You’re the spritely saleswoman for a “memory-enhancing” concoction of dubious medical value. That doesn’t quite put you in same bad place as oily-like-a-snake Mehmet Oz, but it’s a very uncomfortable position for you to be in if you want to live up to the high ideals of Jeopardy.

And there’s those incredibly hurtful comments you made about women being victimized by serial sexual predators like Harvey Weinstein. If you’ve forgotten them, go to Google. You’ll find them.

Honestly, any of those three situations should disqualify you from hosting Jeopardy. Still, I have come to enjoy your perky approach to the job. I’ve thought about what you could do for me to withdraw my objections to you as permanent or guest host. Here’s what I’ve come up with.

You need to unequivocally apologize for those comments you made in the matter of Weinstein and other serial sexual predators. Make no excuses. You were wrong. You must own that. Then, you must use your celebrity to educate people about these serious crimes. You must do what you can to help the victims of these predators. You must put in the time and the work.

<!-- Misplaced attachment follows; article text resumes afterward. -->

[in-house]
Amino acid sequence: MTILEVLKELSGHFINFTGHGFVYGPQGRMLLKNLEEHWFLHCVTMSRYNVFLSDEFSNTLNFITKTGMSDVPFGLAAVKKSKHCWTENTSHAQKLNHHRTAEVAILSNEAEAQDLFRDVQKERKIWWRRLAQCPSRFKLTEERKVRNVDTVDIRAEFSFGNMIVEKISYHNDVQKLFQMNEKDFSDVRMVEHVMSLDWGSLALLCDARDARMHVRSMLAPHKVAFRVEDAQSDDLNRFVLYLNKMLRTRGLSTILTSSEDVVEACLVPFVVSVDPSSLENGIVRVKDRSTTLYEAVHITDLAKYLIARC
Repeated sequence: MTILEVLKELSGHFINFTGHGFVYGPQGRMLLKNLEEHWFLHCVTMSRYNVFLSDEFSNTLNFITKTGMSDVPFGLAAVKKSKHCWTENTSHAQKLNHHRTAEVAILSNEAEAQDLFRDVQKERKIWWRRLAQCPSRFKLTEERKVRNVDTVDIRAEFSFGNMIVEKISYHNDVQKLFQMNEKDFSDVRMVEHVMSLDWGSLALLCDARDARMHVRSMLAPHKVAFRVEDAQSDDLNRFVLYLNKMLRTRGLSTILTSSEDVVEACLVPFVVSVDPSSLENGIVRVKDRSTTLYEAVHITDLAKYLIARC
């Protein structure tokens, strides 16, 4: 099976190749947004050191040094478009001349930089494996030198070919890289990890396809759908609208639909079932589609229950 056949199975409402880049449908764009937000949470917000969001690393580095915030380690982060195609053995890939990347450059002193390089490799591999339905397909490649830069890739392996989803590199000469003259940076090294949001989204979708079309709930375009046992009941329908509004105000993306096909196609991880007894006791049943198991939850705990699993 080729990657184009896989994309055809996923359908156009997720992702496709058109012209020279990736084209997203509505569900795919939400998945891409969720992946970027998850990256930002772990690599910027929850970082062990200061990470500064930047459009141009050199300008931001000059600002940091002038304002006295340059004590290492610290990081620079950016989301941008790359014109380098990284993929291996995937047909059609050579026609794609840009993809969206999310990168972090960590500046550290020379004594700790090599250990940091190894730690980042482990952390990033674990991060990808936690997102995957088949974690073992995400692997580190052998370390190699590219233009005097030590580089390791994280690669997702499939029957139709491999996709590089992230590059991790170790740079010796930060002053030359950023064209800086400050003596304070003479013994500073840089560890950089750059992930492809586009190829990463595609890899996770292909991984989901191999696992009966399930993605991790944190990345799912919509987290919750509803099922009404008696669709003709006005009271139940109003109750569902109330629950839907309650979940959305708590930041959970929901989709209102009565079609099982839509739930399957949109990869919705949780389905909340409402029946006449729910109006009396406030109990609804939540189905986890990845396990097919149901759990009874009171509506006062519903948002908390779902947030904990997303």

You must stop shilling for dubious memory-enhancing drugs. That is never going to be acceptable for the host of Jeopardy.

You must stop trying to cloud your anti-vaccine past. You need to admit that past and renounce it. You must work to build confidence in the vaccines that have saved countless lives and remain our best hope for dealing with the current deadly pandemic.

I’m asking a lot of you. It won’t be easy. But, despite my harsh, even unkind, comments, I truly am in your corner. I want you to live up to the example of Alex Trebek. I want you to shine as Jeopardy’s permanent host. I want to spend quality time with you every Monday through Friday.

And, at least once, you should wear a tiara on the show. Don’t make any mention of it. Just wear it. It’s a good look for you.

Your friend,

Tony Isabella

© 2021 Tony Isabella

Wednesday, September 22, 2021

VAST ACCUMULATION OF STUFF GARAGE SALES

My final VAST ACCUMULATION OF STUFF GARAGE SALES of 2021 have been pushed back to Friday, October 15 and Saturday, October 16. Two reasons...

First, I've had some minor medical issues and am erring on the side of caution.